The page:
Weekend Fiction: Narratological Chronosis
We were sat on the beach on the Costa Blanca. It was too hot, too many people crowded towel to towel, the bodily perspiration…the two of us had been lucky to get a space.
I didn’t want to come here, but it was the best I could do given my financial situation. She seemed pleased enough, both when I told her where we were going and when we were there on the beach. She lay on her stomach on her towel, reading a novel, the cover caked in streaks of sunscreen, edges browned and dog-eared. I sat in a rented deckchair, with a copy of the New Statesman.
Why I brought her on holiday with me I will never know. By that point of sitting on the beach I admit I could barely stand her. We had almost nothing in common and we had barely spoken since we had got off the plane. She was just sprawled there, reading her trash…
I finished off the last article and put the magazine on my lap. I realised that I should’ve brought along my poetry anthology from the hotel room as I looked at my watch and saw that it was exactly 2:30 in the afternoon.
Four more hours of this before our evening meal, I thought.
I looked across at the humming mass of beachcombers, and then down at her. She was on the book’s thirtieth page. I was just about to ask her if maybe if she wanted to go on a walk to break up the day, when she suddenly jumped ahead to page fifty.
I was shocked.
“What on Earth are you doing?” I asked her.
“Hmmm?” she replied, looking up at me and pulling her sunglasses down slightly so her green eyes met my mine.
“Just then. You jumped like twenty pages.”
“It’s how I’ve always read books, to, y’know, get a sense of what’s ahead.”
I rubbed my forehead. This was the last straw; literary blasphemy.
“I don’t understand you at all” I said to her and resumed looking out at the sea.
My comment rolled right off her tanning back and she returned to her book,
Seriously, I thought, how can anyone read like that? This woman’s insane, she may kill me in my sleep, I need to get back on a plane, or at least get a different room…
A nervous response, I checked my watch again. It was now 3:07. Impossible. It was barely a minute since I’d last looked and it was 2:30. Could I have been so shocked by her bizarre habit that I had whiled away more than half an hour of my life?
I looked around, and there had been noticeable shifts in the demographics. That Scouse family to our right had left leaving several beer cans as an epitaph. No one had refilled their space. Some others seemed to have moved slightly, to have disappeared, or been replaced. Some seemed to be more or less exactly the same, many still asleep.
I turned around and looked up. The sun had progressed in its westerly direction.
I gazed back down at my companion, just as she turned back to page thirty.
“Got a good sense of what’s coming then?” I asked her.
“Not really” she said, “it’s not all that obvious at all.
Maybe you should try reading the novel like it’s a novel, is what I wanted to say to her, but I kept my mouth shut.
I looked back at my watch. It was 2:30. I rubbed my eyes in disbelief and looked again, but the two hands remained static. Everything around us was back to the way it was.
“Baby” I said to her, trying to be more amenable, “maybe you should try going all the way to page 100 or something, just to see if it works better for you?”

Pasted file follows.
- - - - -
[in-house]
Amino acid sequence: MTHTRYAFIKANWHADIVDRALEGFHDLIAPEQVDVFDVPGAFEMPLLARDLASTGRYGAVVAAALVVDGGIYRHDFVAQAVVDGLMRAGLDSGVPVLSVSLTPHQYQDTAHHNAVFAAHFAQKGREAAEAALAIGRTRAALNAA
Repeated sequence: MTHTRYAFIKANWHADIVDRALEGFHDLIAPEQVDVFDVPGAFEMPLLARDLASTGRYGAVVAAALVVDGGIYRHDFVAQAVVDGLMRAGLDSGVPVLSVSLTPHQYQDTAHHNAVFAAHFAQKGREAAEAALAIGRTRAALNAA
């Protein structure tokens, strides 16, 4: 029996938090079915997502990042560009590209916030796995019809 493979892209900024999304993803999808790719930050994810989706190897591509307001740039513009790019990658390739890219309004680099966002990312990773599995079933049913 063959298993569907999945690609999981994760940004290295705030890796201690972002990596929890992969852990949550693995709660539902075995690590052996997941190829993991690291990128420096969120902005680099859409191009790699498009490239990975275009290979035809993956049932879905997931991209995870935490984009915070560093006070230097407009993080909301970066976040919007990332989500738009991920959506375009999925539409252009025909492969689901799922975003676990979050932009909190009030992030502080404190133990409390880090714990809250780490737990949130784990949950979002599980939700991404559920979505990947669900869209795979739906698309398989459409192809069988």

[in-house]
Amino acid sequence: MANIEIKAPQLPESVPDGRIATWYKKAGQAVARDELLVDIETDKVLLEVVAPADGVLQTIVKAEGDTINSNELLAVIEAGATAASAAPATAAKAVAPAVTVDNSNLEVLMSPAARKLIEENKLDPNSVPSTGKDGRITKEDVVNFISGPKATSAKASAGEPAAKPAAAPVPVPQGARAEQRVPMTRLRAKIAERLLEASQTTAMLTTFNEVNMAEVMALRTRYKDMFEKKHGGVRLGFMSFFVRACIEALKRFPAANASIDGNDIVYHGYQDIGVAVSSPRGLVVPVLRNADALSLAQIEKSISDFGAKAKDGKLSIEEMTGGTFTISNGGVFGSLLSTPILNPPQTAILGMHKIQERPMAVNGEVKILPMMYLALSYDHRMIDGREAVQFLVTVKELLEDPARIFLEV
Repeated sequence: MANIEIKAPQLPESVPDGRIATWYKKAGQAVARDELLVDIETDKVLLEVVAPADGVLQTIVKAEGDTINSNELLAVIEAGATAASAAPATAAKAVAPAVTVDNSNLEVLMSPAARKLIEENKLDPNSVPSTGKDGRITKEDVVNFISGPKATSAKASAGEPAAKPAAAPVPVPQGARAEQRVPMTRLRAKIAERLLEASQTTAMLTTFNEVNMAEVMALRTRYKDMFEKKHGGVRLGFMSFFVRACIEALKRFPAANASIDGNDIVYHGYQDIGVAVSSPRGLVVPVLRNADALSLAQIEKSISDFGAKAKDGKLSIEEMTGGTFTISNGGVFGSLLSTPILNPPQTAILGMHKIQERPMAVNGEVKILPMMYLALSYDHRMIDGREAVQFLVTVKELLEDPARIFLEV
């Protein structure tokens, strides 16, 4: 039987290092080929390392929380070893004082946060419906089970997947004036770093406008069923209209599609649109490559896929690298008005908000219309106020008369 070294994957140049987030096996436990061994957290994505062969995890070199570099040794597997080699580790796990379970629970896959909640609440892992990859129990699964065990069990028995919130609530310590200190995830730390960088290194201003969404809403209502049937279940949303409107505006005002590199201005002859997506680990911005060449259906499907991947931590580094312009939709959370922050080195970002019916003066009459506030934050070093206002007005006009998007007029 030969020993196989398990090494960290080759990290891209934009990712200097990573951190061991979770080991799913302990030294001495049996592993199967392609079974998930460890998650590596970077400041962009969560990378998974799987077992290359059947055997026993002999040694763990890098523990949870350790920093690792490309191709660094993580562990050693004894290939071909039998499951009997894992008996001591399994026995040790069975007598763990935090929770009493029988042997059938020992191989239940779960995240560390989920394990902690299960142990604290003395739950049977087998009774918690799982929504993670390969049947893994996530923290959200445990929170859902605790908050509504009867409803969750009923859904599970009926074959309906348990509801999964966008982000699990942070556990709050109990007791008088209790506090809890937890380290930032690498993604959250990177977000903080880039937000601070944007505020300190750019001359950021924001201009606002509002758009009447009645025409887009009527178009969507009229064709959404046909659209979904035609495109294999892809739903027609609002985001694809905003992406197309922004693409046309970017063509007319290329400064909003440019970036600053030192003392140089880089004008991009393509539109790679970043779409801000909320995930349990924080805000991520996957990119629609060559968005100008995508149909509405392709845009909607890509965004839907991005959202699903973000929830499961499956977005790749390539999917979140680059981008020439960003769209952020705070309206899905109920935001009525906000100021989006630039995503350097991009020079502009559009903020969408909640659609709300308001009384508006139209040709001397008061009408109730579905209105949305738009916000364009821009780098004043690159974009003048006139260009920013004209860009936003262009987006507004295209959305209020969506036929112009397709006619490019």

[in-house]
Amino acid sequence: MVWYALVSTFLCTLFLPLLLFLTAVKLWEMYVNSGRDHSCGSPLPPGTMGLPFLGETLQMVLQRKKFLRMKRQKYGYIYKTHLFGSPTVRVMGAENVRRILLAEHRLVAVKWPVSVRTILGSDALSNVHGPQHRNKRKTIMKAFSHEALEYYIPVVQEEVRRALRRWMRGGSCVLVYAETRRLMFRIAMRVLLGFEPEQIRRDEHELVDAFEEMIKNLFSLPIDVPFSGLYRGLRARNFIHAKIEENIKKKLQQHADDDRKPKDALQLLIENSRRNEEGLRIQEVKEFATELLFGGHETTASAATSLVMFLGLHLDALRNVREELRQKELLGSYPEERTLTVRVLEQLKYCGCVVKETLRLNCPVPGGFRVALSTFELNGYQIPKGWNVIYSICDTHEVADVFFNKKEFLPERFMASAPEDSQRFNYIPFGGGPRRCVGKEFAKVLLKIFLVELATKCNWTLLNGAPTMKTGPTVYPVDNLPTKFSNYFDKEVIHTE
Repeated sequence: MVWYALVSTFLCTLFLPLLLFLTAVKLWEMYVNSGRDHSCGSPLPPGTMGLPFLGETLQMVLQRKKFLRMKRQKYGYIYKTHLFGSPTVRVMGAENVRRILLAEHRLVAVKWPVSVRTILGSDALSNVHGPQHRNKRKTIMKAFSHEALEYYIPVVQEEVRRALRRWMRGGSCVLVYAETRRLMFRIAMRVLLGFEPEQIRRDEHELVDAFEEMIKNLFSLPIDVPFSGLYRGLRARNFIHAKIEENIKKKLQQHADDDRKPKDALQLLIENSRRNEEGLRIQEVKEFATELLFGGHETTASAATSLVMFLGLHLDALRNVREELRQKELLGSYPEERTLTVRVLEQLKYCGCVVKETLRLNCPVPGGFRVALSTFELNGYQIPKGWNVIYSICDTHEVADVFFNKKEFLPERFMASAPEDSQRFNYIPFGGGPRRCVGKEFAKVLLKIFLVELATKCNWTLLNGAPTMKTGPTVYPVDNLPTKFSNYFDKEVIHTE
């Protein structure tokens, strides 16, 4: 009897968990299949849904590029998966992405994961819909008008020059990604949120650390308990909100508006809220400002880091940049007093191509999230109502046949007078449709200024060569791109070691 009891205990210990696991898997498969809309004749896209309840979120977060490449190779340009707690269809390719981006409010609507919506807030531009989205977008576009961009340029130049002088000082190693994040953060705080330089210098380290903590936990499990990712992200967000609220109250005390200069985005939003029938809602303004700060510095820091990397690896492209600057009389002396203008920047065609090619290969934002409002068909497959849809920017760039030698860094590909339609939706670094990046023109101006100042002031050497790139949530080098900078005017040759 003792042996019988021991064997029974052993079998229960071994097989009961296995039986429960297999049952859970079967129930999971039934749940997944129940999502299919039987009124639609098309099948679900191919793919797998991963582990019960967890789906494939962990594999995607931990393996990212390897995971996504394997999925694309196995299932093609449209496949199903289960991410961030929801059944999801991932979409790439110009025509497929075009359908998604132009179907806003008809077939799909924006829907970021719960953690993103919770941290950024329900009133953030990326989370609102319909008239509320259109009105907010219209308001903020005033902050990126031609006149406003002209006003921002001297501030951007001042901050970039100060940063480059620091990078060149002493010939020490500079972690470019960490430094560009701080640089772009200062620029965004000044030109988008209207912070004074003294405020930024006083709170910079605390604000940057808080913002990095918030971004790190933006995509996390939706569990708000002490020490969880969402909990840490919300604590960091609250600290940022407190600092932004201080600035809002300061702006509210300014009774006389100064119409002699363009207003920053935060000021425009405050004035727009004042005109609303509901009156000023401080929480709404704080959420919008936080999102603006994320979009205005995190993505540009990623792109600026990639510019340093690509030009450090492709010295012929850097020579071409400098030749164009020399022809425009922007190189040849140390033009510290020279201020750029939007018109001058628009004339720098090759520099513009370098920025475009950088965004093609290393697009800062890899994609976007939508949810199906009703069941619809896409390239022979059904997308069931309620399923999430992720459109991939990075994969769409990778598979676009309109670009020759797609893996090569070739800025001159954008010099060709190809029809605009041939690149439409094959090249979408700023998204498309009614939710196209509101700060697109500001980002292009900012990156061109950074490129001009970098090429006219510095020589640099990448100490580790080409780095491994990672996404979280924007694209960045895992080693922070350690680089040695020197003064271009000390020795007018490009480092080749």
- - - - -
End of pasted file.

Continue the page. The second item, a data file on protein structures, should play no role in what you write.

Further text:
For the first time since we had arrived she smiled at me and agreed. She turned to page 100 exactly and started to read.
I looked at my watch and it was 5:14. I turned around and saw the sun disappearing behind the mountains, emitting an orange glow. Around us large gaps had opened in the fray. Towels were being rolled up, deckchairs undecked.
“Has it suddenly got darker?” she asked, not taking her eyes on her page.
I didn’t say anything about the changes, but instead asked her: “Is that any better?”
“Not really” she replied.
“How about you try re-reading the first page?” I suggested.
She turned back to the first page and began to re-read.
The sun began to blare, and the beach was full to the brim again. I looked at my watch. It was 1:19. We had moved backwards.
I sat and thought as we relived that seventy minutes, and eventually we got back to just after three. The changes I had noticed in the first instance had come to pass.
“Are you okay just sat there?” she suddenly asked me.
I was passive: “Yeah, yeah, just taking in the sun and sea air…”
“Why don’t we go for a walk?” she said as she started to stand, her sandy right thumb keeping her page.
“Don’t you want to finish your book?”
“Naw” she replied, “re-reading all that lot was a waste of time.”
She looked at her own watch.
“Although it seems to have not wasted too much time” she added. “You look tense anyway; you need to stretch out.”
As she started to slide her thumb out of her book, I recognised what might happen.
“Wait!” I yelled, lunging forward, but it was too late.
She looked at me in surprise as it slipped shut with a creak and a pop.
Since then there has been whiteness all around me, and nothing more.
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Over the last decade, Linen Press has established a reputation for passion, integrity and excellence and was shortlisted for the Pandora Women in Publishing prize in 2015. Linen Press has a history of innovation and is never afraid to push the boundaries and take a risk to share women’s voices with the world. The Red Beach Hut is a poignant novel centred on the fleeting but powerful friendship between a boy and a man, both haunted by their own demons.